I see a lot of people here getting super beefy 5V power supplies and

I see a lot of people here getting super beefy 5V power supplies and running ultra-thick wire to their LED’s. I think I’ve found a better way and wanted to share.

My trick has been to run the power to the LED’s at a much higher voltage–like 24V and then use DC-DC step down converters right next to the LEDs. Because of the higher voltage, you are drawing much less current, letting you get away with much thinner wire and lower cost power supplies. The tradeoff is you need to purchase and mount step-down converters.

You want to remember to think in terms of how many watts your LEDs & controller will draw. Sum up all the wattage used by all your LEDs and make sure your power supply is rated for at least that wattage (ideally double the size… you don’t want to be running power supplies at their max ratted wattage).

Make sure you don’t exceed the amperage of the DC-DC converters by distributing their placement across the entire project. Current = Power / Voltage. So if a segment draws 50 watts and your LEDs are 5V, you’ll need to get a DC-DC converter rated for at least 10 amps.

In the photo below, you can see my controller unit. In it is a little ESP8266 mini and a 10 amp DC-DC converter. The 5V side powers the LEDs and microcontroller, and the 12/24 side has a passthrough. Then, on the other side of my LED strip there will be another DC-DC step converter that knocks the voltage down to 5V. No I have both ends of my LED’s powered and I’m not using super-thick wire.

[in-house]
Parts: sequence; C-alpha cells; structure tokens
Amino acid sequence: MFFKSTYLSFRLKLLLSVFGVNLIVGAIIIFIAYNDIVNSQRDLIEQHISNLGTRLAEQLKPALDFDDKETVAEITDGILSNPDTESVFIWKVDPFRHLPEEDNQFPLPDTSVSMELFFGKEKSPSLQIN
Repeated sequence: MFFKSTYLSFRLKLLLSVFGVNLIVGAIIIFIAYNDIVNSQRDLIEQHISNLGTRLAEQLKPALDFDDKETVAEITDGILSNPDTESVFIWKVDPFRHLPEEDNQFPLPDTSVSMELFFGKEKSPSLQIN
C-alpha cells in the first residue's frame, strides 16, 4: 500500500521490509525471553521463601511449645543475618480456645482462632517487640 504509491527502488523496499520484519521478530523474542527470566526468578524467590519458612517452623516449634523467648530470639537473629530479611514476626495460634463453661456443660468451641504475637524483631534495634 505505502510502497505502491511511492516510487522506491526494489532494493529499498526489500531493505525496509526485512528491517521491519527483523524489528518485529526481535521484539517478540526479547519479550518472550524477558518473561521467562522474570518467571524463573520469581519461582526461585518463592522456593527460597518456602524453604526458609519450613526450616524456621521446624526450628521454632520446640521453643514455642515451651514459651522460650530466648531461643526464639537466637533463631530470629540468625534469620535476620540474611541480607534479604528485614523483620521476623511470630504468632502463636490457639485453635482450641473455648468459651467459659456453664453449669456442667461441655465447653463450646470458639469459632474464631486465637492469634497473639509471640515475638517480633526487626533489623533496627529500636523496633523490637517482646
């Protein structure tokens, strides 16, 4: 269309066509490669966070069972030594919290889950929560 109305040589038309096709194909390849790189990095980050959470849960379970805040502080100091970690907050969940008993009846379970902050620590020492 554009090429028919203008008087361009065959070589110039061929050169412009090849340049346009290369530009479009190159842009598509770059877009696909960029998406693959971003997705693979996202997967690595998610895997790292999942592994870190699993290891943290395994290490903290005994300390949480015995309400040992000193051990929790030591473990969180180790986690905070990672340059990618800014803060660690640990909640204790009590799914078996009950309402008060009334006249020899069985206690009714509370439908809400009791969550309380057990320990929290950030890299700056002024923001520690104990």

You can see the results in the rather poor quality video. You’ll see a little box on both sides of the 300 LED strip. One is just a DC-DC converter, the other is the box below, which is plugged into a 24V “laptop power supply” I picked up on amazon. And yeah, I realize this stuff isn’t outdoor rated gear… it is, however, fairly protected from rain and moisture. Someday I’ll make it more rugged…

That’s a really good alternative to keep in mind.

That does make a lot of sense. Thanks for sharing!

Great tip! What current is the laptop PSU rated at?

6 Amp, 144 watt for the 300 LED, RGB strip in the photos (https://www.amazon.com/gp/product/B01AJQ9G2C). For my latest project, a 900 LED RGBW strip, I’m using a 15 amp, 360W PSU: (https://www.amazon.com/gp/product/B01B1PRE6A/)

Is it necessary to separate the power buck’s +v5 side from each other? With a break in the +v5 line on the strip?

Good tip!

@Kris_J I personally haven’t broken the strip in order to separate them, dunno if that is smart or not though